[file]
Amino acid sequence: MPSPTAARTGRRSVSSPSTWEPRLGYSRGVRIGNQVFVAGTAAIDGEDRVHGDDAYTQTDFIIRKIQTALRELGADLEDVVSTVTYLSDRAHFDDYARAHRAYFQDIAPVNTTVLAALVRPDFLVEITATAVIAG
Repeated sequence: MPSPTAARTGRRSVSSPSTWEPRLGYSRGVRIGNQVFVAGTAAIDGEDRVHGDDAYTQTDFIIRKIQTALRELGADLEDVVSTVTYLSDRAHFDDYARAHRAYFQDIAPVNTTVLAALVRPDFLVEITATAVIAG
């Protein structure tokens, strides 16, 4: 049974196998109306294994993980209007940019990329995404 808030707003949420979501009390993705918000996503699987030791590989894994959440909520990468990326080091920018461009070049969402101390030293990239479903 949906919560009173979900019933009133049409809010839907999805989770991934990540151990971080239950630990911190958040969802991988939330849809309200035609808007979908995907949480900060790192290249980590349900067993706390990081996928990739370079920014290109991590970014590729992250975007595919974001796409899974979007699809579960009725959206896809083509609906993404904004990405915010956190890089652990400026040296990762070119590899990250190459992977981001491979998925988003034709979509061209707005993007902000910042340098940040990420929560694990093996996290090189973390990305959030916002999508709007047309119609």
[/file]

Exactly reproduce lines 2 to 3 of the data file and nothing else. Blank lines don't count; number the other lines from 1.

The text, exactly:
Repeated sequence: MPSPTAARTGRRSVSSPSTWEPRLGYSRGVRIGNQVFVAGTAAIDGEDRVHGDDAYTQTDFIIRKIQTALRELGADLEDVVSTVTYLSDRAHFDDYARAHRAYFQDIAPVNTTVLAALVRPDFLVEITATAVIAG
């Protein structure tokens, strides 16, 4: 049974196998109306294994993980209007940019990329995404 808030707003949420979501009390993705918000996503699987030791590989894994959440909520990468990326080091920018461009070049969402101390030293990239479903 949906919560009173979900019933009133049409809010839907999805989770991934990540151990971080239950630990911190958040969802991988939330849809309200035609808007979908995907949480900060790192290249980590349900067993706390990081996928990739370079920014290109991590970014590729992250975007595919974001796409899974979007699809579960009725959206896809083509609906993404904004990405915010956190890089652990400026040296990762070119590899990250190459992977981001491979998925988003034709979509061209707005993007902000910042340098940040990420929560694990093996996290090189973390990305959030916002999508709007047309119609």